[SOLVED] What is the fastest (to access) struct-like object in Python?


I’m optimizing some code whose main bottleneck is running through and accessing a very large list of struct-like objects. Currently I’m using namedtuples, for readability. But some quick benchmarking using ‘timeit’ shows that this is really the wrong way to go where performance is a factor:

Named tuple with a, b, c:

>>> timeit("z = a.c", "from __main__ import a")

Class using __slots__, with a, b, c:

>>> timeit("z = b.c", "from __main__ import b")

Dictionary with keys a, b, c:

>>> timeit("z = c['c']", "from __main__ import c")

Tuple with three values, using a constant key:

>>> timeit("z = d[2]", "from __main__ import d")

List with three values, using a constant key:

>>> timeit("z = e[2]", "from __main__ import e")

Tuple with three values, using a local key:

>>> timeit("z = d[key]", "from __main__ import d, key")

List with three values, using a local key:

>>> timeit("z = e[key]", "from __main__ import e, key")

First of all, is there anything about these little timeit tests that would render them invalid? I ran each several times, to make sure no random system event had thrown them off, and the results were almost identical.

It would appear that dictionaries offer the best balance between performance and readability, with classes coming in second. This is unfortunate, since, for my purposes, I also need the object to be sequence-like; hence my choice of namedtuple.

Lists are substantially faster, but constant keys are unmaintainable; I’d have to create a bunch of index-constants, i.e. KEY_1 = 1, KEY_2 = 2, etc. which is also not ideal.

Am I stuck with these choices, or is there an alternative that I’ve missed?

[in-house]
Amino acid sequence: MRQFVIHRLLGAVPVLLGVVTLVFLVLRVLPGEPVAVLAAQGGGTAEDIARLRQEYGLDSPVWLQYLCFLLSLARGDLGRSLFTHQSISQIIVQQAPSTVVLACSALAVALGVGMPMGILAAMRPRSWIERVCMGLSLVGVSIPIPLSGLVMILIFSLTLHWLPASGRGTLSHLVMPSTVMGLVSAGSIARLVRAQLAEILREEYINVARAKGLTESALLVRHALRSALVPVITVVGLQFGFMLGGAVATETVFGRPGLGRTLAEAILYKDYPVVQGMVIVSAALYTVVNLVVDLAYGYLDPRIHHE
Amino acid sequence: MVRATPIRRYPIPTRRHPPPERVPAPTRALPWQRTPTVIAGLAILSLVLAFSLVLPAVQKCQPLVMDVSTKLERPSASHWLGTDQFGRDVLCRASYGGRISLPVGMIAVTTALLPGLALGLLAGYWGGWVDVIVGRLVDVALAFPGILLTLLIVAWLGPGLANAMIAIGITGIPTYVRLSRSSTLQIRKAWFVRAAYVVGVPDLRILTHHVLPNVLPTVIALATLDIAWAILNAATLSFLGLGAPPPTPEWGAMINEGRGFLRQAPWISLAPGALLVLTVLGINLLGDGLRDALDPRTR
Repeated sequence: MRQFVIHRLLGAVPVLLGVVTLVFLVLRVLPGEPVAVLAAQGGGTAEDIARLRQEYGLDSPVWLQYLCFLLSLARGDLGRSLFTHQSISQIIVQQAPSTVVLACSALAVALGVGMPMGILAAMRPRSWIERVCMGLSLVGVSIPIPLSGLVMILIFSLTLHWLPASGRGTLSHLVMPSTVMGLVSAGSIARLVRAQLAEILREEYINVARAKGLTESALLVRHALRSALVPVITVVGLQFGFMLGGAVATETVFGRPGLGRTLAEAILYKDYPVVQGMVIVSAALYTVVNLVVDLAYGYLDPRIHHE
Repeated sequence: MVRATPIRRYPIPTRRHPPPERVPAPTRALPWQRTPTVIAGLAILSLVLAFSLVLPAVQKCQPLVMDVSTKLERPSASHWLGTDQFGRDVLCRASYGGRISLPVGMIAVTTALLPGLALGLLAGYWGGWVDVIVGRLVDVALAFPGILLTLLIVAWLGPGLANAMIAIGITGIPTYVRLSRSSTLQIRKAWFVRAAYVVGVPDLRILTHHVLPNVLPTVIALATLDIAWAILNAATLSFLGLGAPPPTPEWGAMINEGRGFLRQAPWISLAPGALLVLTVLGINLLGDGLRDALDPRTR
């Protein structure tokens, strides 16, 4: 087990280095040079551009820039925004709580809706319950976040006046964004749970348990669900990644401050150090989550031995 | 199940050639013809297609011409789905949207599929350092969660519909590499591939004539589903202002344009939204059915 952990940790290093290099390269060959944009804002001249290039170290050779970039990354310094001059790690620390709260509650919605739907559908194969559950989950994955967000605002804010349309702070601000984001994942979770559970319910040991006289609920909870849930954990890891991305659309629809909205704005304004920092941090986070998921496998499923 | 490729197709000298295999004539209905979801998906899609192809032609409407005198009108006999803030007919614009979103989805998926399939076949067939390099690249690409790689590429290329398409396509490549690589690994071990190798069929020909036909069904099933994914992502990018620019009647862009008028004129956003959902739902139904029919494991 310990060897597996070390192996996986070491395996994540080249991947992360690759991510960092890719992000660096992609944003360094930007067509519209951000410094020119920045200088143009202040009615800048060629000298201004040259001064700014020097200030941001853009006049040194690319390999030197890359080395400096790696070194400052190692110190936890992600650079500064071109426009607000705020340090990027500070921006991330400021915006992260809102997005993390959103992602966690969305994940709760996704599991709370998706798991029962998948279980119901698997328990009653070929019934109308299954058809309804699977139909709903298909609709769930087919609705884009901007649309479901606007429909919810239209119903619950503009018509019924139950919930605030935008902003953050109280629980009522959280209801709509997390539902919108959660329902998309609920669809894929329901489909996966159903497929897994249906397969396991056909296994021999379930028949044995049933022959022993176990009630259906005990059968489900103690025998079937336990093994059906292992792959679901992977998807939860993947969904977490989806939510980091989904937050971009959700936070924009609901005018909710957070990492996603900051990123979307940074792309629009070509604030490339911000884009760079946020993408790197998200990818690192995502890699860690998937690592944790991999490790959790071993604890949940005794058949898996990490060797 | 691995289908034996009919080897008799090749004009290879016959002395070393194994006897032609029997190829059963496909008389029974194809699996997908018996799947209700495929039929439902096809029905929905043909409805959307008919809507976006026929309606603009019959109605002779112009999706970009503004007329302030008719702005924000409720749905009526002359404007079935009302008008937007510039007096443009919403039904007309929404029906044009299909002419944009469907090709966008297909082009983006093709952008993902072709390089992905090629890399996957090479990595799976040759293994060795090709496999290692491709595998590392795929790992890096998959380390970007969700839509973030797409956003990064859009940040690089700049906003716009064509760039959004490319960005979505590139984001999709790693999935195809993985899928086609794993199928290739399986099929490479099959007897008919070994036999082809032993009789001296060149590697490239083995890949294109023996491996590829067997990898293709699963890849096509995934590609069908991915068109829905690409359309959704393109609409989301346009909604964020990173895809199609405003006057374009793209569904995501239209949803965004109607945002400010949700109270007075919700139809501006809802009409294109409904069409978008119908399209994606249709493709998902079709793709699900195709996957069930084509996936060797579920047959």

One thing to bear in mind is that namedtuples are optimised for access as tuples. If you change your accessor to be a[2] instead of a.c, you’ll see similar performance to the tuples. The reason is that the name accessors are effectively translating into calls to self[idx], so pay both the indexing and the name lookup price.

If your usage pattern is such that access by name is common, but access as tuple isn’t, you could write a quick equivalent to namedtuple that does things the opposite way: defers index lookups to access by-name. However, you’ll pay the price on the index lookups then. Eg here’s a quick implementation:

def makestruct(name, fields):
    fields = fields.split()
    import textwrap
    template = textwrap.dedent("""\
    class {name}(object):
        __slots__ = {fields!r}
        def __init__(self, {args}):
            {self_fields} = {args}
        def __getitem__(self, idx): 
            return getattr(self, fields[idx])
        self_fields=','.join('self.' + f for f in fields))
    d = {'fields': fields}
    exec template in d
    return d[name]

But the timings are very bad when __getitem__ must be called:

namedtuple.a  :  0.473686933517 
namedtuple[0] :  0.180409193039
struct.a      :  0.180846214294
struct[0]     :  1.32191514969

ie, the same performance as a __slots__ class for attribute access (unsurprisingly – that’s what it is), but huge penalties due to the double lookup in index-based accesses. (Noteworthy is that __slots__ doesn’t actually help much speed-wise. It saves memory, but the access time is about the same without them.)

One third option would be to duplicate the data, eg. subclass from list and store the values both in the attributes and listdata. However you don’t actually get list-equivalent performance. There’s a big speed hit just in having subclassed (bringing in checks for pure-python overloads). Thus struct[0] still takes around 0.5s (compared with 0.18 for raw list) in this case, and you do double the memory usage, so this may not be worth it.

Answered By – Brian

Answer Checked By – Marilyn (BugsFixing Volunteer)

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